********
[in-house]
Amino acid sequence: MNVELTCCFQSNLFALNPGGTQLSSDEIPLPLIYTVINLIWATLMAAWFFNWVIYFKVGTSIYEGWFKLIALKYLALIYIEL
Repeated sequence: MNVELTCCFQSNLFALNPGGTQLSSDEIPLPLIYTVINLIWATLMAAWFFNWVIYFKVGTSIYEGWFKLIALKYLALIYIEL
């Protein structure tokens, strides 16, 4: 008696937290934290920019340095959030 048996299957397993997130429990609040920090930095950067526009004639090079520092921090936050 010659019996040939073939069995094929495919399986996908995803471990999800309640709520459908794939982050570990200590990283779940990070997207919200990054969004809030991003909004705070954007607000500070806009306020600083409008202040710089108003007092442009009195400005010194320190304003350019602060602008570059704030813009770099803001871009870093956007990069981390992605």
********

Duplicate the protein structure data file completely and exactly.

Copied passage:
[in-house]
Amino acid sequence: MNVELTCCFQSNLFALNPGGTQLSSDEIPLPLIYTVINLIWATLMAAWFFNWVIYFKVGTSIYEGWFKLIALKYLALIYIEL
Repeated sequence: MNVELTCCFQSNLFALNPGGTQLSSDEIPLPLIYTVINLIWATLMAAWFFNWVIYFKVGTSIYEGWFKLIALKYLALIYIEL
């Protein structure tokens, strides 16, 4: 008696937290934290920019340095959030 048996299957397993997130429990609040920090930095950067526009004639090079520092921090936050 010659019996040939073939069995094929495919399986996908995803471990999800309640709520459908794939982050570990200590990283779940990070997207919200990054969004809030991003909004705070954007607000500070806009306020600083409008202040710089108003007092442009009195400005010194320190304003350019602060602008570059704030813009770099803001871009870093956007990069981390992605």